In the test laboratory at Kockum Sonics, everything is digitally connected and remote-controlled. CEO Loretz’s vision is to connect all civil defense sirens with the IoT.

The first sirens start sounding outside. They begin quietly, before rising in volume, then getting quieter again, ascending and descending in pitch. The Dübendorf sirens appear to be working perfectly. This isn’t the case everywhere. «After the siren test, we start to get fault and failure notifications. Last year, we got around 100,» says Nina Delnon. Sometimes the notifications arrive on the same day, sometimes after a few weeks. The technical team at Kockum Sonics AG is then deployed on site to resolve the problems as quickly as possible. This involves a lot of travel and good planning – sometimes without knowing the exact nature of the problem.

Smart sirens that warn of tsunamis

Sirens in the Italian region of Naples will no longer need annual testing. From June 2023, two Kockum Sonics siren systems will be installed as remote-controlled tsunami warning systems with IoT communication. Going forward, they will also be able to warn of impending eruptions by the volcano Mount Vesuvius. Assembled in Sweden and made in part with Swiss components, the sirens used in Naples are intelligently connected – the Internet of Things (IoT) has transformed them into smart products. In the future, they will communicate with seismic-monitoring systems. If there’s an immediate threat of a tsunami, the information will be sent to the sirens immediately and an alarm will automatically be triggered.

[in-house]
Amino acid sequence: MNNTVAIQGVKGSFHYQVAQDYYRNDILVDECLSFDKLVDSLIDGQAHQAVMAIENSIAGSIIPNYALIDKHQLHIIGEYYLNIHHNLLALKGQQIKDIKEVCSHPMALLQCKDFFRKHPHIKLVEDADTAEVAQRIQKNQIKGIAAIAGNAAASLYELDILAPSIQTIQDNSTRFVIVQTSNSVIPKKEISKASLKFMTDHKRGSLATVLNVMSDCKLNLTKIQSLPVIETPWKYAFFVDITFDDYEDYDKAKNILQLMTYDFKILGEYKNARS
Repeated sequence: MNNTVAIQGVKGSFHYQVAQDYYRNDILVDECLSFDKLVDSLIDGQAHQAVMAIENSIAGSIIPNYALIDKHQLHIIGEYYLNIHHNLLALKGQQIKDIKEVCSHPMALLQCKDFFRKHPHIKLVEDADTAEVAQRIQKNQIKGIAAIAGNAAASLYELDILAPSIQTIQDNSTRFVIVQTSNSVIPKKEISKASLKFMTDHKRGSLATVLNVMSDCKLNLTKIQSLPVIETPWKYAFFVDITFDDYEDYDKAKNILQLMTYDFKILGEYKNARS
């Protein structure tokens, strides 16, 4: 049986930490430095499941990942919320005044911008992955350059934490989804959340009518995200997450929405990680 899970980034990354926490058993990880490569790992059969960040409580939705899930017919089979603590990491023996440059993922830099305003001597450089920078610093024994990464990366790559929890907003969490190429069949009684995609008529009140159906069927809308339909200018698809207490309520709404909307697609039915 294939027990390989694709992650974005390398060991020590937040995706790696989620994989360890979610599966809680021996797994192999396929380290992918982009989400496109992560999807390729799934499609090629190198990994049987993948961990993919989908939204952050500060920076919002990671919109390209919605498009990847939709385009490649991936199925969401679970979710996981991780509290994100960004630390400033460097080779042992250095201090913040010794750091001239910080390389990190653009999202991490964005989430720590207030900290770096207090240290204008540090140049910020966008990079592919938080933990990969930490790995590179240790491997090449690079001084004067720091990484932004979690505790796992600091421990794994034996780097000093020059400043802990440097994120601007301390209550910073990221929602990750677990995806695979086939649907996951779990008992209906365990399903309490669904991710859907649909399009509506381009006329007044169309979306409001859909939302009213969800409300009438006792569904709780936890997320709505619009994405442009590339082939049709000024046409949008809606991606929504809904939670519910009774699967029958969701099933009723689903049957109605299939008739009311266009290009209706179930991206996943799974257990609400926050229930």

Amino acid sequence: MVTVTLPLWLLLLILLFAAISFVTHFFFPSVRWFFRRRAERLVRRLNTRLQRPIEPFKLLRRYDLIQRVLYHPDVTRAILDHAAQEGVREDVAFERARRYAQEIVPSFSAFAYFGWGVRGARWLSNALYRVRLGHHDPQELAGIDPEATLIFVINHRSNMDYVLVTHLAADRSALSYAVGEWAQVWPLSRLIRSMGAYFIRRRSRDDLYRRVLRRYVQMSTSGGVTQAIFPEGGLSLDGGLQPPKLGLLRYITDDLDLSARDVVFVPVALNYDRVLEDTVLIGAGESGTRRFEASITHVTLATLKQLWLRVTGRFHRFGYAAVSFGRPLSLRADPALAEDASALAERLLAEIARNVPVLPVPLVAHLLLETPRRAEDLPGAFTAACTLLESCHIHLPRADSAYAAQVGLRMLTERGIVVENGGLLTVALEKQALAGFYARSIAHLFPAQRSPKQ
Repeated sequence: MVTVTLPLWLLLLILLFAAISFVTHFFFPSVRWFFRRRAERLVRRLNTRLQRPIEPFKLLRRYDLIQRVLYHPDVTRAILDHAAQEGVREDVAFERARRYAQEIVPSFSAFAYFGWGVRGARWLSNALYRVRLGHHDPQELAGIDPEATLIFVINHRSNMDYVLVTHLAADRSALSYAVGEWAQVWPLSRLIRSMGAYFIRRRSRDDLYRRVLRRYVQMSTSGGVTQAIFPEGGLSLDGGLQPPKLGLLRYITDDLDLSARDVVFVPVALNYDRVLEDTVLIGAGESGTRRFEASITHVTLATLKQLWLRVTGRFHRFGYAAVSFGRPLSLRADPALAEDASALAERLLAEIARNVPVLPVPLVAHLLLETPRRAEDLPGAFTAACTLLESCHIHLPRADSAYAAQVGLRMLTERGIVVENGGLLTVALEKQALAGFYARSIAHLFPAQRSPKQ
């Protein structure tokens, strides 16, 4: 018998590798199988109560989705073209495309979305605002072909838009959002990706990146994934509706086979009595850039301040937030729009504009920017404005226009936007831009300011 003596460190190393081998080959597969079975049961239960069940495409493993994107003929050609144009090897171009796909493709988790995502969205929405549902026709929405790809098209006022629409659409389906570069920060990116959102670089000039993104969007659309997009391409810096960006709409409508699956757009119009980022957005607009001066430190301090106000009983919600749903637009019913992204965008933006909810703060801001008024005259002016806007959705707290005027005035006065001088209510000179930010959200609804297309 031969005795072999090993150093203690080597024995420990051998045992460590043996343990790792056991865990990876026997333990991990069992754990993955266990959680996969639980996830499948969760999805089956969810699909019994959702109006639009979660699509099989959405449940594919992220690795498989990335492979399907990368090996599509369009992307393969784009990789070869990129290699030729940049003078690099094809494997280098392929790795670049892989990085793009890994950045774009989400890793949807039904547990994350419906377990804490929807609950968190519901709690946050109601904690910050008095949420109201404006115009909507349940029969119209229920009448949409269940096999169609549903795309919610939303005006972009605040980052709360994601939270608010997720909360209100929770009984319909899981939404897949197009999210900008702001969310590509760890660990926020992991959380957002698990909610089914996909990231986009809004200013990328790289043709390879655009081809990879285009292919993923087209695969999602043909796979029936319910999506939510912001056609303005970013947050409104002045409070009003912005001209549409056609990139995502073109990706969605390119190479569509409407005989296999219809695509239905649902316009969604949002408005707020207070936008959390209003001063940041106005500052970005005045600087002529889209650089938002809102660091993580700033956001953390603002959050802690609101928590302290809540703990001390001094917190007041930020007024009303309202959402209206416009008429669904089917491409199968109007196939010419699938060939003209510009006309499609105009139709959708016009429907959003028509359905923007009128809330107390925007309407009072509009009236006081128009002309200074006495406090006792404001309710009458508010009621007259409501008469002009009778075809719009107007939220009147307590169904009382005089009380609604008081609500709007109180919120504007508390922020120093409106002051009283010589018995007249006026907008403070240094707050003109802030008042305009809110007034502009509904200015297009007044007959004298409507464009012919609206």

Teamwork leads to success

«This is our first IoT project with Sunrise as a partner,» says Pascal Loretz. Because, in order to enable the devices and the monitoring systems to communicate with each other, they must be connected to the Internet. This is done by means of data SIM cards, which are integrated into the sirens, as well as an IoT management platform for managing the SIM cards. Both are from Sunrise. The project team also includes IT specialists from Celphone, who are responsible for connecting the sirens, as well as specialists from Swissphone, who provide the alarm platform.

A classic creative workplace: This is where the technicians from Kockum Sonics develop their solutions, together with their IoT project partners.


The smart city trade fair with Sunrise Business

Sunrise and Kockum Sonics will be attending SmartSuisse together. The strategy congress with the smart-city theme will take place on March 28–29, 2023, at the Congress Center in Basel. CEO Pascal Loretz and IoT expert Patrik Jud will give a presentation on the IoT siren project with Sunrise on March 28 at 14:00.